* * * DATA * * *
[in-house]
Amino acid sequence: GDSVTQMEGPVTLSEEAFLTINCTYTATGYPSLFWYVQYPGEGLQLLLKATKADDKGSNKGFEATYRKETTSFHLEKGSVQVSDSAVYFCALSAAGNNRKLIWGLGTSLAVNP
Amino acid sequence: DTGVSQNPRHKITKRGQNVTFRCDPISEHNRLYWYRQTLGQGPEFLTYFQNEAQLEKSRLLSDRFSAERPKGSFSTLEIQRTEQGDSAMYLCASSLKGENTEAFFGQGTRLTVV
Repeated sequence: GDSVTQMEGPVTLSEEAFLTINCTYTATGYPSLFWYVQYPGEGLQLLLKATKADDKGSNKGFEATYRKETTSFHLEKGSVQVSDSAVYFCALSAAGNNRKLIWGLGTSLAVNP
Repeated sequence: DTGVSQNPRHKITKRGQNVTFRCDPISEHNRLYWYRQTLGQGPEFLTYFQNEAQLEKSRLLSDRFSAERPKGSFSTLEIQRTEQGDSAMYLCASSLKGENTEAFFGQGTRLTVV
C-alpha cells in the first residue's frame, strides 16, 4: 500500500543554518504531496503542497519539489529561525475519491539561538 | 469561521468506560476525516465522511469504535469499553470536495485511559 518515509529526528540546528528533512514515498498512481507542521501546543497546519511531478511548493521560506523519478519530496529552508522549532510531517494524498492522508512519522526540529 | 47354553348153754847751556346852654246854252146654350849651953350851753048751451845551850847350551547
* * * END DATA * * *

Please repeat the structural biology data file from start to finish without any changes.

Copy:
[in-house]
Amino acid sequence: GDSVTQMEGPVTLSEEAFLTINCTYTATGYPSLFWYVQYPGEGLQLLLKATKADDKGSNKGFEATYRKETTSFHLEKGSVQVSDSAVYFCALSAAGNNRKLIWGLGTSLAVNP
Amino acid sequence: DTGVSQNPRHKITKRGQNVTFRCDPISEHNRLYWYRQTLGQGPEFLTYFQNEAQLEKSRLLSDRFSAERPKGSFSTLEIQRTEQGDSAMYLCASSLKGENTEAFFGQGTRLTVV
Repeated sequence: GDSVTQMEGPVTLSEEAFLTINCTYTATGYPSLFWYVQYPGEGLQLLLKATKADDKGSNKGFEATYRKETTSFHLEKGSVQVSDSAVYFCALSAAGNNRKLIWGLGTSLAVNP
Repeated sequence: DTGVSQNPRHKITKRGQNVTFRCDPISEHNRLYWYRQTLGQGPEFLTYFQNEAQLEKSRLLSDRFSAERPKGSFSTLEIQRTEQGDSAMYLCASSLKGENTEAFFGQGTRLTVV
C-alpha cells in the first residue's frame, strides 16, 4: 500500500543554518504531496503542497519539489529561525475519491539561538 | 469561521468506560476525516465522511469504535469499553470536495485511559 518515509529526528540546528528533512514515498498512481507542521501546543497546519511531478511548493521560506523519478519530496529552508522549532510531517494524498492522508512519522526540529 | 47354553348153754847751556346852654246854252146654350849651953350851753048751451845551850847350551547